Instruction

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If you want to write

**the number**in**the square**with an editor that does not support text formatting, it is best to use programmers invented a way to denote powers of "circumflex". This icon is in between**number**m and its degree and first appeared in the BASIC language. Before him, there were other options, but they are not spread enough. And this sign is now often used to denote the degree of outside computer. Keyboard the circumflex is entered by pressing the SHIFT and 6 must be enabled English keyboard layout. Looks**the number**in**the square**using the circumflex, for example:1586^22

The other method applies to editors who know how to shift the baseline of individual letters and numbers up or down in relation to adjacent signs. This gives you the ability to use the usual "Cartesian" designation of the degree. Usually characters with this bias is called the "upper (or lower) index", and sometimes "Superscript (or subscript) sign". For example, in a text editor Microsoft Word to write the same

**number**1586 in**the square**, first dial 15862, then select last pair and click the icon with the x in**the square**. It is placed in the section "Font" section of the "Home" menu of the editor.3

If you want to write

**the number**in degrees in the source code of a web document, use the command that tells the browser that the letter which denotes the degree must be shifted up relative to the baseline the rest of the text. Such command on the language HTML (HyperText Markup Language "hypertext markup language") are called "tags". You need a tag consists of the opening<sup>) and closing (</sup>) of the parts between which is placed the figure indicating the degree number. For example, this HTML snippet of the page might look like this:1586<sup>2</sup># Advice 2: How to be a square of binomials

The method of allocation of square binomials used in simplifying the cumbersome expressions, and solving quadratic equations. In practice it is usually combined with other techniques, including factorization, grouping, etc.

Instruction

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The method of singling out a complete square of binomials is based on the use of two formulas of the reduced multiplication of polynomials. These formulas are special cases of the Binomial theorem for the second degree and allow you to simplify the search expression so that it was possible to conduct further reduction or decomposition on the multipliers:

(m + n)2 = m2 + 2·m·n + n2;

(m - n)2 = m2 - 2·m·n + n2.

(m + n)2 = m2 + 2·m·n + n2;

(m - n)2 = m2 - 2·m·n + n2.

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According to this method from the original polynomial is required to allocate the squares of the two monomials and the sum/difference of their double works. The application of this method makes sense if the high-degree terms not less than 2. Suppose the task is to factorize a lowering of the degree the following expression:

4·y^4 + z^4

4·y^4 + z^4

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To solve the problem you need to use the method of allocation of the full square. Thus, the term consists of two variables with monomials of even degree. Therefore, it is possible to identify each of them using m and n:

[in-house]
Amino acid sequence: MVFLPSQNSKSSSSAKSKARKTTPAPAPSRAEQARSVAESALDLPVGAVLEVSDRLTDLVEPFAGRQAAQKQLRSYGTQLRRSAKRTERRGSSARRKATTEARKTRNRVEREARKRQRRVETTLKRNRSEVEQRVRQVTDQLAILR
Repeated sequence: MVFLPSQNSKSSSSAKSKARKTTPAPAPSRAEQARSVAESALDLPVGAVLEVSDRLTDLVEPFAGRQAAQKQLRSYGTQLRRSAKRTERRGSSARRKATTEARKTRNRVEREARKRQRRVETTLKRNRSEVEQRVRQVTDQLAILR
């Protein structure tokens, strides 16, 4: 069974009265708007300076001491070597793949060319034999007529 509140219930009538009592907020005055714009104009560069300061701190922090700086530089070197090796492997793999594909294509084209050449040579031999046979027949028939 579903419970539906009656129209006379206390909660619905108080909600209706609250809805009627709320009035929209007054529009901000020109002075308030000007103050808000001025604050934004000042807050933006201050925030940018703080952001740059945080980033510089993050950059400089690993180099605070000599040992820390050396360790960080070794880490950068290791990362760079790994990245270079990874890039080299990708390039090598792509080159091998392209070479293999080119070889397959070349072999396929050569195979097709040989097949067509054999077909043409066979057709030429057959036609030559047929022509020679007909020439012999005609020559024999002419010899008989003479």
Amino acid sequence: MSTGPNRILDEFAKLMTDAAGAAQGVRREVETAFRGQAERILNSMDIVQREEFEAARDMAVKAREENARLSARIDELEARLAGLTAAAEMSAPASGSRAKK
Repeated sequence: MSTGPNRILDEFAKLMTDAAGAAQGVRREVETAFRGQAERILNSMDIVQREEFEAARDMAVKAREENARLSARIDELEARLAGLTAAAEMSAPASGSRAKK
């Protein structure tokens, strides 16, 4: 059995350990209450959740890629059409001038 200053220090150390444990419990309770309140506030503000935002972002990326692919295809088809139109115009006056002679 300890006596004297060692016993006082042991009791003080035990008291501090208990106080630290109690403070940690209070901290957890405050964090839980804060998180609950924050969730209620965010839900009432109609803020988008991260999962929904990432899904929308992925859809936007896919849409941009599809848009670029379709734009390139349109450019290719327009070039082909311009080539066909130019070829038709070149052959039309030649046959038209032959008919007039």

m = 2·y2; n = z2.

m = 2·y2; n = z2.

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Now we need to give initial expression to the form (m + n)2. It already contains the squares of these terms, but not enough double work. You need to add it artificially, and then subtract:

(2·y2)2 + 2·2·y2·z2 + (z2)2 - 2·2·y2 ·z2 = (2·y2 + z2)2 – 4·y2·z2.

(2·y2)2 + 2·2·y2·z2 + (z2)2 - 2·2·y2 ·z2 = (2·y2 + z2)2 – 4·y2·z2.

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In the resulting expression, you can see the formula difference of squares:

(2·y2 + z2)2 – (2·y·z)2 = (2·y2 + z2 – 2·y·z)· (2·y2 + z2 + 2·y·z).

(2·y2 + z2)2 – (2·y·z)2 = (2·y2 + z2 – 2·y·z)· (2·y2 + z2 + 2·y·z).

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So, the method consists of two stages: allocation of the monomials of a complete square of m and n, the addition and subtraction of their double works. Selection method full square binomials can be used not only independently but also in combination with other methods: making the brackets common factor, change of variable, grouping terms, etc.

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Example 2.

Select the full square in the expression:

4·y2 + 2·y·z + z2.

Solution.

4·y2 + 2·y·z + z2 =[m = 2·y, n = z] = (2·y)2 + 2·2·y·z + (z) 2 – 2·y·z = (2·y + z)2 – 2·y·z.

Select the full square in the expression:

4·y2 + 2·y·z + z2.

Solution.

4·y2 + 2·y·z + z2 =[m = 2·y, n = z] = (2·y)2 + 2·2·y·z + (z) 2 – 2·y·z = (2·y + z)2 – 2·y·z.

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The method used for finding roots of a quadratic equation. The left part of the equation is a trinomial of the form a·y2 + b·y + c, where a, b and c are numbers and a ≠ 0.

a·y2 + b·y + c = a·(y2 + (b/a)·y) + c = a·(y2 + 2·(b/(2·a))·y) + c = a·(y2 + 2·(b/(2·a))·y + b2/(4·a2)) + c – b2/(4·a) = a·(y + b/(2·a)) 2 – (b2 – 4·a·c)/(4·a).

a·y2 + b·y + c = a·(y2 + (b/a)·y) + c = a·(y2 + 2·(b/(2·a))·y) + c = a·(y2 + 2·(b/(2·a))·y + b2/(4·a2)) + c – b2/(4·a) = a·(y + b/(2·a)) 2 – (b2 – 4·a·c)/(4·a).

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These calculations lead to the notion of discriminant which is equal to (b2 – 4·a·c)/(4·a) and the roots of the equation are equal:

y_1,2 = ±(b/(2•a)) ± √ ((b2 – 4·a·c)/(4·a)).

y_1,2 = ±(b/(2•a)) ± √ ((b2 – 4·a·c)/(4·a)).